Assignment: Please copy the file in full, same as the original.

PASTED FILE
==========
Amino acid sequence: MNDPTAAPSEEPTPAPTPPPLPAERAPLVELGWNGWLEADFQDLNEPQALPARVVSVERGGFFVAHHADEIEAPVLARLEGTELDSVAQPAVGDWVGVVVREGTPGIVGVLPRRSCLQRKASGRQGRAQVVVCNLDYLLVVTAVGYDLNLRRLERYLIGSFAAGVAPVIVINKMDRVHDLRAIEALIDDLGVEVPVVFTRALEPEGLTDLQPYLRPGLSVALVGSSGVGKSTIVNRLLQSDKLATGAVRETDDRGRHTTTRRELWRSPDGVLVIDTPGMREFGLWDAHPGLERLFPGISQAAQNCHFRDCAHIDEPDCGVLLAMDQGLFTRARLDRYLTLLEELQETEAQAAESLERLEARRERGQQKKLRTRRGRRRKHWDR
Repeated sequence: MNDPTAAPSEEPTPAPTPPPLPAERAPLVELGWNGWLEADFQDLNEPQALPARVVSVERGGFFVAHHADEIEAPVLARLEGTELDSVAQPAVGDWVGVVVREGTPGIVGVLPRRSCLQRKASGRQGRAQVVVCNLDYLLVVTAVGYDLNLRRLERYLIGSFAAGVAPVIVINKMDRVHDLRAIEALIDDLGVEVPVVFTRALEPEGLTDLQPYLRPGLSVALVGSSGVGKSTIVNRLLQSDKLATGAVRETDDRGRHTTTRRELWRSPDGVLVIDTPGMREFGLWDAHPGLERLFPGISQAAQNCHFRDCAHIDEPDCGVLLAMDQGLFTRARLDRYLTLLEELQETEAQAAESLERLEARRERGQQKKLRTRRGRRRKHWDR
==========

Amino acid sequence: MNDPTAAPSEEPTPAPTPPPLPAERAPLVELGWNGWLEADFQDLNEPQALPARVVSVERGGFFVAHHADEIEAPVLARLEGTELDSVAQPAVGDWVGVVVREGTPGIVGVLPRRSCLQRKASGRQGRAQVVVCNLDYLLVVTAVGYDLNLRRLERYLIGSFAAGVAPVIVINKMDRVHDLRAIEALIDDLGVEVPVVFTRALEPEGLTDLQPYLRPGLSVALVGSSGVGKSTIVNRLLQSDKLATGAVRETDDRGRHTTTRRELWRSPDGVLVIDTPGMREFGLWDAHPGLERLFPGISQAAQNCHFRDCAHIDEPDCGVLLAMDQGLFTRARLDRYLTLLEELQETEAQAAESLERLEARRERGQQKKLRTRRGRRRKHWDR
Repeated sequence: MNDPTAAPSEEPTPAPTPPPLPAERAPLVELGWNGWLEADFQDLNEPQALPARVVSVERGGFFVAHHADEIEAPVLARLEGTELDSVAQPAVGDWVGVVVREGTPGIVGVLPRRSCLQRKASGRQGRAQVVVCNLDYLLVVTAVGYDLNLRRLERYLIGSFAAGVAPVIVINKMDRVHDLRAIEALIDDLGVEVPVVFTRALEPEGLTDLQPYLRPGLSVALVGSSGVGKSTIVNRLLQSDKLATGAVRETDDRGRHTTTRRELWRSPDGVLVIDTPGMREFGLWDAHPGLERLFPGISQAAQNCHFRDCAHIDEPDCGVLLAMDQGLFTRARLDRYLTLLEELQETEAQAAESLERLEARRERGQQKKLRTRRGRRRKHWDR